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And here begins this farce of life;
Enter Revenge, Ambition, Strife:
Behold on both sides men advance,
To form in earnest Bays's dance.
L'Avare, not using half his store,
Still grumbles that he has no more ;
Strikes not the present tun, for fear
The vintage should be bad next year;
And eats to-day with inward sorrow,
And dread of fancied want to-morrow.
Abroad if the surlout you wear
Repels the rigor of the air;
Would you be warmer, if at home
You had the fabric and the loom?
And, if two boots keep out the weather,
What need you have two hides of leather?
Could Pedro, think you, make no trial
Of a sonata on his viol,
Unless he had the total gut
Whence every string at first was cut ?

- When Rarus shows you his cartone,
He always tells you, with a groan,
Where two of that same hand were torn,
Long before you or he were born.

"Poor Vento's mind so much is crost,
For part of his Petronius lost,
That he can never take the pains
To understand what yet remains.

“What loil did honest Curio take,
What strict inquiries did he make,
To get one medal wanting yet,
And perfect all his Roman set!
"Tis found : and, 0 his happy lot!
*Tis bought, lock'd up, and lies forgot :
Of these no more you hear him speak:
He now begins upon the Greek.
These, rang'd and show'd, shall in their turns
Remain obscure as in their urns.
My copper lamps, at any rate,

For being true antique, I bought;
Yet wisely melted down my plate,

On modern models to be wrought:
And trifles I alike pursue,
Because they're old, because they 're new.

* Dick, I have seen you with delight,
For Georgy* make a paper kite.
And simple ode too many show ye
My servile complaisance to Chloe.
Parents and lovers are decreed
By Nature fools."-"That's brave, indeed!"
Quoth Dick: "such truths are worth receiving."|
Yet still Dick look'd as not believing.

“Now, Alma, to divines and prose
I leave thy frauds, and crimes, and woes ;
Nor think to-night of thy ill-nature,
But of thy follies, idle creature !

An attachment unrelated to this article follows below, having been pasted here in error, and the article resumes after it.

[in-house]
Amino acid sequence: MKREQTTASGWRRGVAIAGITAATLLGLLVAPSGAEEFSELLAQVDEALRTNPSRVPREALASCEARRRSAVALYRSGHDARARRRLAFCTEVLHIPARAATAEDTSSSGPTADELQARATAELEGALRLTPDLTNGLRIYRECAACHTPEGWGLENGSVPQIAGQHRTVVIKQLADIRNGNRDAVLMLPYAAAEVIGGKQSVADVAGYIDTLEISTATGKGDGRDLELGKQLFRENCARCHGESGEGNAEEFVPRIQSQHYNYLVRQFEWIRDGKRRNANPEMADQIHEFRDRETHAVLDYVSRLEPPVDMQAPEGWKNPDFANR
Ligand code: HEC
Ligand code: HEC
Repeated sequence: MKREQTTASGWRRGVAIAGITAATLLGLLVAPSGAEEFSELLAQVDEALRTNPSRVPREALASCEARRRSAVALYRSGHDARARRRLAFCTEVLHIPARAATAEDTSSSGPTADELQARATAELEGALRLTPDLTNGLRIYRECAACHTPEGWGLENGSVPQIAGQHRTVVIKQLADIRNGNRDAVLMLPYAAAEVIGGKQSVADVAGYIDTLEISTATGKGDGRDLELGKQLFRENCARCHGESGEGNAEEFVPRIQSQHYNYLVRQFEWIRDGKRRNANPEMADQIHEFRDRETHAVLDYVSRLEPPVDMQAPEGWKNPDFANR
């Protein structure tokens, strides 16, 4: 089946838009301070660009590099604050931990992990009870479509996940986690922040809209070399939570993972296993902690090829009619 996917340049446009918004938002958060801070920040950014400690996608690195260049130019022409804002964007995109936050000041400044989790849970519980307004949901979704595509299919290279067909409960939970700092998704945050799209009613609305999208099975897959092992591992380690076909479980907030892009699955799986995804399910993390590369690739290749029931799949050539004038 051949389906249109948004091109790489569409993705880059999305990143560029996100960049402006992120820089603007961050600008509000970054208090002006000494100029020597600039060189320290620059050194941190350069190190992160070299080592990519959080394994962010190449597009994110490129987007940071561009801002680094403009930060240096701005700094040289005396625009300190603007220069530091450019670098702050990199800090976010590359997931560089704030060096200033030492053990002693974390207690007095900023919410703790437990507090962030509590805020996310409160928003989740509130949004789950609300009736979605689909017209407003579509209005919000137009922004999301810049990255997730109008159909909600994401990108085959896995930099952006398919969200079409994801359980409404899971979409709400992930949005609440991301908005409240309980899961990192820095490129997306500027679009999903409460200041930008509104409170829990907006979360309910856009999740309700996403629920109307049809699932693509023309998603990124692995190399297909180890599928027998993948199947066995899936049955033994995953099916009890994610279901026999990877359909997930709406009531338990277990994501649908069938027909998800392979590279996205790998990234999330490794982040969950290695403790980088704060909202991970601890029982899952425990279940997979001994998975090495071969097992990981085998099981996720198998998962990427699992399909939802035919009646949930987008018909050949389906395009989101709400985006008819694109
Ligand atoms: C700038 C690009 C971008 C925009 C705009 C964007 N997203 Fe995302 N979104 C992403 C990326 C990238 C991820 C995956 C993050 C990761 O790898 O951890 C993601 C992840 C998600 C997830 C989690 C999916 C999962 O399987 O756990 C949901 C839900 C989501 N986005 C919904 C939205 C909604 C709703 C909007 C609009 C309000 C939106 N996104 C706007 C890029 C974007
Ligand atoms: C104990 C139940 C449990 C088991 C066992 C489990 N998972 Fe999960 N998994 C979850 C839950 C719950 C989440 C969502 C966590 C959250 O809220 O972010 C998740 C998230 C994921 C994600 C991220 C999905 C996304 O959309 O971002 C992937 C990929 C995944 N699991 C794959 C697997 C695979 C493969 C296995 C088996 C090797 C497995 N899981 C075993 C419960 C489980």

The turns of thy uncertain wing,
And not the malice of thy sting:
Thy pride of being great and wise
I do but mention, to despise ;
I view, with anger and disdain,
How little gives thee joy or pain;
A print, a bronze, a flower, a root,
A shell, a butterfly, can do't:
Ev'n a romance, a tune, a rhyme,
Help thee to pass the tedious time,

Which else would on thy hand remain;
Though, flown, it ne'er looks back again ;
And cards are dealt, and chess-boards brought,
To ease the pain of coward Thought:
Happy result of human wit!
That Alma may herself forget.

“Dick, thus we act; and thus we are,
Or toss'd by hope, or sunk by care.
With endless pain this man pursues
What, if he gain'd, he could not use :
And t'other fondly hopes to see
What never was, nor e'er shall be.
We err by use, go wrong by rules,
In gesture grave, in action fools :
We join hypocrisy to pride,
Doubling the faults we strive to hide.
Or grant that, with extreme surprise,
We find ourselves at sixty wise,
And twenty pretty things are known,
of which we can't accomplish one;
Whilst, as my system says, the Mind
Is to these upper rooms confin'd.
Should I, my friend, at large repeat
Her borrow'd sense, her fond conceit,
The bead-roll of her vicious tricks,
My poem would be too prolix.
For, could I my remarks sustain,
Like Socrates, or Miles Montaigne,
Who in these times would read my books,
But Tom o'Stiles, or John o'Nokes?

“As Brentford kings, discreet and wise,
After long thought and grave advice,
Into Lardella's coffin peeping,
Saw nought to cause their mirth or weeping :
So Alma, now to joy or grief
Superior, finds her late relief:
Wearied of being high or great,
And nodding in her chair of state ;
Stunnd and worn out with endless chat
Of Will did this, and Nan said that;
She finds, poor thing, some little crack,
Which Nature, forc'd by Time, must make,
Through which she wings her destin'd way;
Upward she soars, and down drops clay :
While some surviving friend supplies
Hic jacet, and a hundred lies.